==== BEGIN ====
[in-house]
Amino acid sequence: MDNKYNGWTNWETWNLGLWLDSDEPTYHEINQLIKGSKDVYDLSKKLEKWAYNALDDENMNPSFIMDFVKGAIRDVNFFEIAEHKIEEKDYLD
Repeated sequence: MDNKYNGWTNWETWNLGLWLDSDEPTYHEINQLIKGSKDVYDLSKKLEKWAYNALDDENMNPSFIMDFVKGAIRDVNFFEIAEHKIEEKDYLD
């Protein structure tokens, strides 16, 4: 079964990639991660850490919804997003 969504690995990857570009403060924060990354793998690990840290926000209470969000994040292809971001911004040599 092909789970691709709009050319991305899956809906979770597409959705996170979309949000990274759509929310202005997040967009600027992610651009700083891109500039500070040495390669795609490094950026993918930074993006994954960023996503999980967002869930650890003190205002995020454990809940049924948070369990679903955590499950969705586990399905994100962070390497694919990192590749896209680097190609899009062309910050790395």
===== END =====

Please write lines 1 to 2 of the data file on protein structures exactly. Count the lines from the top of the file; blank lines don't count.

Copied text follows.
[in-house]
Amino acid sequence: MDNKYNGWTNWETWNLGLWLDSDEPTYHEINQLIKGSKDVYDLSKKLEKWAYNALDDENMNPSFIMDFVKGAIRDVNFFEIAEHKIEEKDYLD